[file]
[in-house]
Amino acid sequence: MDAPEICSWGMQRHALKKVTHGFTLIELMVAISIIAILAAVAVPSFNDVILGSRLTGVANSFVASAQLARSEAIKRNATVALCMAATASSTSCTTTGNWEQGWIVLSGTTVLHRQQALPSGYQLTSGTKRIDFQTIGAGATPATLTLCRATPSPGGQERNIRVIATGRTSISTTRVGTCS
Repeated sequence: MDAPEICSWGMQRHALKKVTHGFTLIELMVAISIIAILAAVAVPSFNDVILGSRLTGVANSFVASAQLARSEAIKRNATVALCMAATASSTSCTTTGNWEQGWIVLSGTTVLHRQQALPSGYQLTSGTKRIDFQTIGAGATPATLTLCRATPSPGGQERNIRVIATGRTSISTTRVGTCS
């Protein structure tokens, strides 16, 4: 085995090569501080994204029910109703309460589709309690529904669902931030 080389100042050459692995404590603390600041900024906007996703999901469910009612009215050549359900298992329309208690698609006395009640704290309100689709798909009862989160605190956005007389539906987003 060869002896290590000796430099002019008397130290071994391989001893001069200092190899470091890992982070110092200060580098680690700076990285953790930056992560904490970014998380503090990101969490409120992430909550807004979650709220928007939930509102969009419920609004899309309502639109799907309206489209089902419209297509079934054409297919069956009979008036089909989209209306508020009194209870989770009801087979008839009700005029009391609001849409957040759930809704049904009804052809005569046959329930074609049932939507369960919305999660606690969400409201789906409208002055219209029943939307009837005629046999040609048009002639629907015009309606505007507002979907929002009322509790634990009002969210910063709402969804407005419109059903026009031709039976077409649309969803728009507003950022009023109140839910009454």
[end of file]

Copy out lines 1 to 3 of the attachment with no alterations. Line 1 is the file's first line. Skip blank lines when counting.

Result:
[in-house]
Amino acid sequence: MDAPEICSWGMQRHALKKVTHGFTLIELMVAISIIAILAAVAVPSFNDVILGSRLTGVANSFVASAQLARSEAIKRNATVALCMAATASSTSCTTTGNWEQGWIVLSGTTVLHRQQALPSGYQLTSGTKRIDFQTIGAGATPATLTLCRATPSPGGQERNIRVIATGRTSISTTRVGTCS
Repeated sequence: MDAPEICSWGMQRHALKKVTHGFTLIELMVAISIIAILAAVAVPSFNDVILGSRLTGVANSFVASAQLARSEAIKRNATVALCMAATASSTSCTTTGNWEQGWIVLSGTTVLHRQQALPSGYQLTSGTKRIDFQTIGAGATPATLTLCRATPSPGGQERNIRVIATGRTSISTTRVGTCS